But we had some hiccoughs. One of the concrete panels turned out to have been manufactured too long, and more importantly two turned out too short – my mistake this time. But the suppliers, Concrete Panel Ltd near Ashbourne, were exceptionally kind and will swap me my two short ones for two specially cast longer ones when I organise the transport. But more seriously, when the contractors came to mount the crane rails (I say the rails, but in reality this is what n.g. enthusiasts know as bridge rail but is bolted to massive I-beams) the beams were incorrect to the building and wouldn't fit properly.
After discussing it with Andrew on Monday night I cadged a lift on the cherry picker the next morning. I've never ridden one of these before – and if Father Christmas is listening, if I promise to be a good boy, can I have one next Christmas? I couldn't resist grabbing a couple of birds-eye view type photos – on the original of the southbound one, you can see right through the railway bridge and way beyond.
In the end I instructed them to take the beams down again and leave them – the beams will have to go back to Rowsley where we can do modifications (we simply cannot handle them yet at Darley) and the building supplier has offered us some matching beam sections to get around the problem. It is all additional hassle which we could really do without.
Going back through the photographs I found one from last June, just after Peak Rail took down the machine shop, so took a comparison shot today from as near as I could. Another of my famous composite photos...
For now though, work has ceased, and the plant and manpower has departed. The Mark 2 plans for the floor, promised this last week, did not materialise, and our search for a suitable contractor to carry out the roofing is still on-going. I'm finding this intensely frustrating.
On Saturday morning this spilled over into a heated discussion into what we ought to do. Andrew had planned to go to Scunthorpe, but we cannot run the 03 again until the loose pulley has been secured, and the replacement grub screws had not arrived. My frustration and Andrew's state of health (he's suffering from a severe sore throat, I'd say it was tonsilitus if he still had them in) fuelled the debate, with me arguing that we ought to get that overdue attention to 14 901, not to mention seeing the latest mag from Derwent Valley wherein Pluto is criticised for having coolant leaks and other faults - there is just too much for the two of us to do. In the end, it was decided when the postman ran the doorbell to deliver a pack of grub screws, and after heading down to Darley to collect some bits from the container, we headed to Scunny. On the way over, we had the local radio on for Sheffield and South Yorkshire and to our amazement, they were listing the “attractions” that Scunthorpe possessed, and the AFRPS (admittedly pronouncing it Fr-oe-dingham) came second. I am not sure if this is a compliment to the AFRPS or a sad mark for Scunthorpe.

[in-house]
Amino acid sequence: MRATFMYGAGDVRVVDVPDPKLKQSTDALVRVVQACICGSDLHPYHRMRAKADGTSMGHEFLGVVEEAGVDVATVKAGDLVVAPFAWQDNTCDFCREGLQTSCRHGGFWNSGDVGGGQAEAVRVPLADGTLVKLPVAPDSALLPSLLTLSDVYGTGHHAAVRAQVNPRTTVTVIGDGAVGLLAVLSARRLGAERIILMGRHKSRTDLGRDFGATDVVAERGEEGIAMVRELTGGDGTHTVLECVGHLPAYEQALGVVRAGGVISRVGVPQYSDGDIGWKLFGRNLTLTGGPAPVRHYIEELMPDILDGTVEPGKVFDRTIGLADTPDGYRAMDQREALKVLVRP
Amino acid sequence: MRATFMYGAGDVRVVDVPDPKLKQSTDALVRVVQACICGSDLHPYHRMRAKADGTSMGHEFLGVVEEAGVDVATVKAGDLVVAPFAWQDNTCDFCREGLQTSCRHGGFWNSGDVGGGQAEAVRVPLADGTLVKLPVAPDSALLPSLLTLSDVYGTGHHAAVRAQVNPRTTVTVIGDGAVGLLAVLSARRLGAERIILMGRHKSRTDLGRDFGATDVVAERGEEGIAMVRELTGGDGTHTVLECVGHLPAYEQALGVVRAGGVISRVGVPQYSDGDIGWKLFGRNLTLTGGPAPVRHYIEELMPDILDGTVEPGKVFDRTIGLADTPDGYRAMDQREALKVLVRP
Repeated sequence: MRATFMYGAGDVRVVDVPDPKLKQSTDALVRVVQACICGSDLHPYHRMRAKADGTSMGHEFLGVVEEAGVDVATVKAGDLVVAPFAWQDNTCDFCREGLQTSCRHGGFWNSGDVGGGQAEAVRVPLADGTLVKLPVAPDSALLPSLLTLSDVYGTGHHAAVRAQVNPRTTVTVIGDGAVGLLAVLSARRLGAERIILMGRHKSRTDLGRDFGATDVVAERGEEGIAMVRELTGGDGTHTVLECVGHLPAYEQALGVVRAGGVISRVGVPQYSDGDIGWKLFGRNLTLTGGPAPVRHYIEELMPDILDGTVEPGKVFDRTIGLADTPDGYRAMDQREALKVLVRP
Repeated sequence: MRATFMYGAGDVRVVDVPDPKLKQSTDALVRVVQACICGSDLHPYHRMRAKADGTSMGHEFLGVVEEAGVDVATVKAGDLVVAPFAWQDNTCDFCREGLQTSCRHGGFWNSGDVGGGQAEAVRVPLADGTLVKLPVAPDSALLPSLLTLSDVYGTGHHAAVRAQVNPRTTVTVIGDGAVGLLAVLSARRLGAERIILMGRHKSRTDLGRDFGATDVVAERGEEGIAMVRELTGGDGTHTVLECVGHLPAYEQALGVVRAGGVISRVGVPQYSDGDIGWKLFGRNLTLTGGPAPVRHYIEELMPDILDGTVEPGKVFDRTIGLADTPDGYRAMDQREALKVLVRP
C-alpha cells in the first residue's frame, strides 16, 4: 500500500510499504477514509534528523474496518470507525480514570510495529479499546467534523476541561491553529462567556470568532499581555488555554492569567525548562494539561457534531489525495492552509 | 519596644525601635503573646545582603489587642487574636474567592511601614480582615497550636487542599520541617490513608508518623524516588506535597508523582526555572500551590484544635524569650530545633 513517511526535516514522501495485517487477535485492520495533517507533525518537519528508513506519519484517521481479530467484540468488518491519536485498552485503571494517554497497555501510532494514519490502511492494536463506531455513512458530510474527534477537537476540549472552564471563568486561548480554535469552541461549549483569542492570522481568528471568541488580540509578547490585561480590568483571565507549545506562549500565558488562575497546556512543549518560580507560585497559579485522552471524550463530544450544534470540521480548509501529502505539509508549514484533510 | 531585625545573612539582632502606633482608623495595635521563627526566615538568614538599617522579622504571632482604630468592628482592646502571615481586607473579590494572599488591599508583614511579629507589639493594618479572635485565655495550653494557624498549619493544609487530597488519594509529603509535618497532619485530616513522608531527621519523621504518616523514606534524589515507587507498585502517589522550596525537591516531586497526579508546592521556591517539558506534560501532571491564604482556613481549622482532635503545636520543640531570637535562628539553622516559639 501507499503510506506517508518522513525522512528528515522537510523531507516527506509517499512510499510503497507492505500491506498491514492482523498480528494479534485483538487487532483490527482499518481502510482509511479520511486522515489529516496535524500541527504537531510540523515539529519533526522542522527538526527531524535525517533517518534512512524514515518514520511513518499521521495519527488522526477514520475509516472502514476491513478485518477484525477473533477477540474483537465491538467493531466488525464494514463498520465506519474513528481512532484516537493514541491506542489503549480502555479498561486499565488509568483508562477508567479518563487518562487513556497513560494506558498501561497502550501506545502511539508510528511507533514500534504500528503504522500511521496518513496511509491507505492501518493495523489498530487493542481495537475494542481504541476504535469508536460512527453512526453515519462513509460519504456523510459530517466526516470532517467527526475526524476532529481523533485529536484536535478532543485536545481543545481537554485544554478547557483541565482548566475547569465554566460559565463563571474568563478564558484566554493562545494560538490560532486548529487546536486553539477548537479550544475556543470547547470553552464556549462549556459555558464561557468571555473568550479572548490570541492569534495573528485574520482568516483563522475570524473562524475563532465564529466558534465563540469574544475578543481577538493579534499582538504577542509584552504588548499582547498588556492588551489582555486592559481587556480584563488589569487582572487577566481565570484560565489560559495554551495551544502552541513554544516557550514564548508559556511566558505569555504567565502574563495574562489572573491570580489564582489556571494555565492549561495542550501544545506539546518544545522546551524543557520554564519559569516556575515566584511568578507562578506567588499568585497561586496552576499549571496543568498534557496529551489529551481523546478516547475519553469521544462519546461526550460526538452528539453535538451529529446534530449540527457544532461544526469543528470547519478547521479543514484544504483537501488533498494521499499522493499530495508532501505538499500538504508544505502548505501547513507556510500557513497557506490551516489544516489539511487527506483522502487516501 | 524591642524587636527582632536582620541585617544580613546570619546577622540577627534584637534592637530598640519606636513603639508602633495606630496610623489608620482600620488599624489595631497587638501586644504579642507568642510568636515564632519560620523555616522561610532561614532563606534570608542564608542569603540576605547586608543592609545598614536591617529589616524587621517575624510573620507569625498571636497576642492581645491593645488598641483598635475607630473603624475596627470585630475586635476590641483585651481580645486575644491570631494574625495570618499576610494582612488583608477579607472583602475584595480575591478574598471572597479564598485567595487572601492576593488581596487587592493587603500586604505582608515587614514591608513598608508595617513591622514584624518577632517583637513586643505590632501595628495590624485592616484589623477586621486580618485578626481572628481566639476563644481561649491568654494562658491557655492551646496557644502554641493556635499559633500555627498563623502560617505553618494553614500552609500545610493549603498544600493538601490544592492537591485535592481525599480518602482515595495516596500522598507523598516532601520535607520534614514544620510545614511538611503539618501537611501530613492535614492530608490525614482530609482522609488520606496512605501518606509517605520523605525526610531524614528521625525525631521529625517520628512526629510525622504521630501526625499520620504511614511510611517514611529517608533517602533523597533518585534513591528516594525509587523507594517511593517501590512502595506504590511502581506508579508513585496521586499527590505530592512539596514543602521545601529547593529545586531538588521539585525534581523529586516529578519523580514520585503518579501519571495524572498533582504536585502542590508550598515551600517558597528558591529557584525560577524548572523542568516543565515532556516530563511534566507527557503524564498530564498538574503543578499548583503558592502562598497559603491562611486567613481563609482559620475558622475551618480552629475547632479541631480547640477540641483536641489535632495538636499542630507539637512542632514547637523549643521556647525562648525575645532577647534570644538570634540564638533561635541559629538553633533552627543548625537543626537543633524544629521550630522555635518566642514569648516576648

When we were last at Scunthorpe, we were so mixed up with running D2128 that we barely noticed that “Tom” had developed a transmission oil leak, but had decided that this had priority. While Andrew investigated this, I went to the other side of the engine bay to change an oil pressure sender which some kind soul had put a boot on and damaged. Andrew's leak traced to a poorly sealing gasket, so he cut a new one, while I headed inside to get some work done on D2128.
For running up to now, we have “fooled” the electrics by providing a temporary switch in the desk which tells the system that either forward or reverse is engaged, as the sensors weren't initially installed. Those sensors have now been in place a while, but they will only switch low currents and I wanted to interpose a couple of solid-state relays. These are made up on a piece of Veroboard, with the cables plugging in, so I hooked this up closed off the box. I also opened up one of the limit switches on the gearchange and hooked up an additional feed to operate the planned base-pressure dump valve.
Andrew meanwhile, having finished the joints and tested the loco, continued spray painting the pieces for D2128's radiator cooling air ducts, nipped up a loose connection on the transmission cooler and finally refitted the taper lock pulley for a third time. But as he was still very much suffering, he voted to knock things on the head at that and we headed back to Derbyshire.
Andrew's son Jake had been in hospital overnight, and as things developed it became apparent that he should attend to him no matter how he felt, so he and Steph shot off this morning, leaving me at a loose end. Having spent some time drawing up some of the bracketry needed for the last purlins, I headed down to Darley and carried out some measuring, plus generally standing back and trying to pretend that the job is farther on than it is.
Oh, but I have ordered a five metre long banner, which I hope to have on the building before this incoming High Speed Train excursion passes next weekend. An extravagance perhaps, but a fun one.